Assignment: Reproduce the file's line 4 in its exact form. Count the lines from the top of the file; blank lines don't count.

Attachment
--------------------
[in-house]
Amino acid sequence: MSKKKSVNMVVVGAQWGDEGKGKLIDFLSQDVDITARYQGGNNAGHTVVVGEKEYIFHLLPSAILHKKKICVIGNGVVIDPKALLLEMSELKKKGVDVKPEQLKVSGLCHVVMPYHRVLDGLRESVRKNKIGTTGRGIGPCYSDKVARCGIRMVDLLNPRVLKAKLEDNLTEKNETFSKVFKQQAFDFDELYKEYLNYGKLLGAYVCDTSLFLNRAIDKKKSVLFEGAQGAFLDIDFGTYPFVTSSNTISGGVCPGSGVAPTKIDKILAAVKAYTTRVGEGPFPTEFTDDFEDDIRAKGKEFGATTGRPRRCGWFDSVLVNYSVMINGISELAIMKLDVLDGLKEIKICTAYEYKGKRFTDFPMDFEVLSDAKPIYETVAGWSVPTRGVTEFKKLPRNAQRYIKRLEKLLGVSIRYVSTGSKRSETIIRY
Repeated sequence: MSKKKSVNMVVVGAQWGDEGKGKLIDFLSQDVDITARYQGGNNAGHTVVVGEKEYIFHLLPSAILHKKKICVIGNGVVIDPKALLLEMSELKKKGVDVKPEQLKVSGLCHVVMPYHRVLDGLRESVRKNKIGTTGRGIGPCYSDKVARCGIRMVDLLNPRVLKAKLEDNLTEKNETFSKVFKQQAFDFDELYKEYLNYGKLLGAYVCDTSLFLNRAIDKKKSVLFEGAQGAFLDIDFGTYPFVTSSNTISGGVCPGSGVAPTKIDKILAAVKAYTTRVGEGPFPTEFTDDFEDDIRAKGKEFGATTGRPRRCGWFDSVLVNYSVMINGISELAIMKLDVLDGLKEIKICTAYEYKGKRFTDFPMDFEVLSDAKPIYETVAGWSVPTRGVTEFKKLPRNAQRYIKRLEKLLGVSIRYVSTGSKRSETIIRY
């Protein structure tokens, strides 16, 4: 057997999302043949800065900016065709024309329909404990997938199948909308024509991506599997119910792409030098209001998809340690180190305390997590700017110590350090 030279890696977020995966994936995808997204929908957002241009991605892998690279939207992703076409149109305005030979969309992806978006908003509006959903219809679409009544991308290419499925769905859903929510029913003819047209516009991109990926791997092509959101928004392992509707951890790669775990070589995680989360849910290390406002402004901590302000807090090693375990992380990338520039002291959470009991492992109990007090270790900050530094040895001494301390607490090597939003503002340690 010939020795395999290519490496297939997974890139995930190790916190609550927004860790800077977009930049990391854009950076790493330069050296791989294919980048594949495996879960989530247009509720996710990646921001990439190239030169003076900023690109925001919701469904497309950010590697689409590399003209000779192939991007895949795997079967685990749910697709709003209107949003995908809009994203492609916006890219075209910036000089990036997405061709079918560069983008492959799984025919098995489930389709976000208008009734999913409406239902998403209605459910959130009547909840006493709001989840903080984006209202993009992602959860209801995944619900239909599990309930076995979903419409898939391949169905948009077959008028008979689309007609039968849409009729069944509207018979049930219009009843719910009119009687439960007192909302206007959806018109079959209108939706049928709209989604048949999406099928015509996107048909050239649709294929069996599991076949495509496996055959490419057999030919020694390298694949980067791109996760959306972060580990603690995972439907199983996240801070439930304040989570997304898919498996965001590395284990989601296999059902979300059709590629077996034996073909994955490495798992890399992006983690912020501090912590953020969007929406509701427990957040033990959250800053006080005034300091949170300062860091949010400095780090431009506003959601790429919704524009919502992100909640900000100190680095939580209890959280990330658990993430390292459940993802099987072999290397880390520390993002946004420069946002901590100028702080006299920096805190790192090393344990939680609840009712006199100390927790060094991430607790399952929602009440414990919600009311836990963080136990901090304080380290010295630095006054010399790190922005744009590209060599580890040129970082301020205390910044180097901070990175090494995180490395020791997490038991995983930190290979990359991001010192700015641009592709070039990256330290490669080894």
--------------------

């Protein structure tokens, strides 16, 4: 057997999302043949800065900016065709024309329909404990997938199948909308024509991506599997119910792409030098209001998809340690180190305390997590700017110590350090 030279890696977020995966994936995808997204929908957002241009991605892998690279939207992703076409149109305005030979969309992806978006908003509006959903219809679409009544991308290419499925769905859903929510029913003819047209516009991109990926791997092509959101928004392992509707951890790669775990070589995680989360849910290390406002402004901590302000807090090693375990992380990338520039002291959470009991492992109990007090270790900050530094040895001494301390607490090597939003503002340690 010939020795395999290519490496297939997974890139995930190790916190609550927004860790800077977009930049990391854009950076790493330069050296791989294919980048594949495996879960989530247009509720996710990646921001990439190239030169003076900023690109925001919701469904497309950010590697689409590399003209000779192939991007895949795997079967685990749910697709709003209107949003995908809009994203492609916006890219075209910036000089990036997405061709079918560069983008492959799984025919098995489930389709976000208008009734999913409406239902998403209605459910959130009547909840006493709001989840903080984006209202993009992602959860209801995944619900239909599990309930076995979903419409898939391949169905948009077959008028008979689309007609039968849409009729069944509207018979049930219009009843719910009119009687439960007192909302206007959806018109079959209108939706049928709209989604048949999406099928015509996107048909050239649709294929069996599991076949495509496996055959490419057999030919020694390298694949980067791109996760959306972060580990603690995972439907199983996240801070439930304040989570997304898919498996965001590395284990989601296999059902979300059709590629077996034996073909994955490495798992890399992006983690912020501090912590953020969007929406509701427990957040033990959250800053006080005034300091949170300062860091949010400095780090431009506003959601790429919704524009919502992100909640900000100190680095939580209890959280990330658990993430390292459940993802099987072999290397880390520390993002946004420069946002901590100028702080006299920096805190790192090393344990939680609840009712006199100390927790060094991430607790399952929602009440414990919600009311836990963080136990901090304080380290010295630095006054010399790190922005744009590209060599580890040129970082301020205390910044180097901070990175090494995180490395020791997490038991995983930190290979990359991001010192700015641009592709070039990256330290490669080894």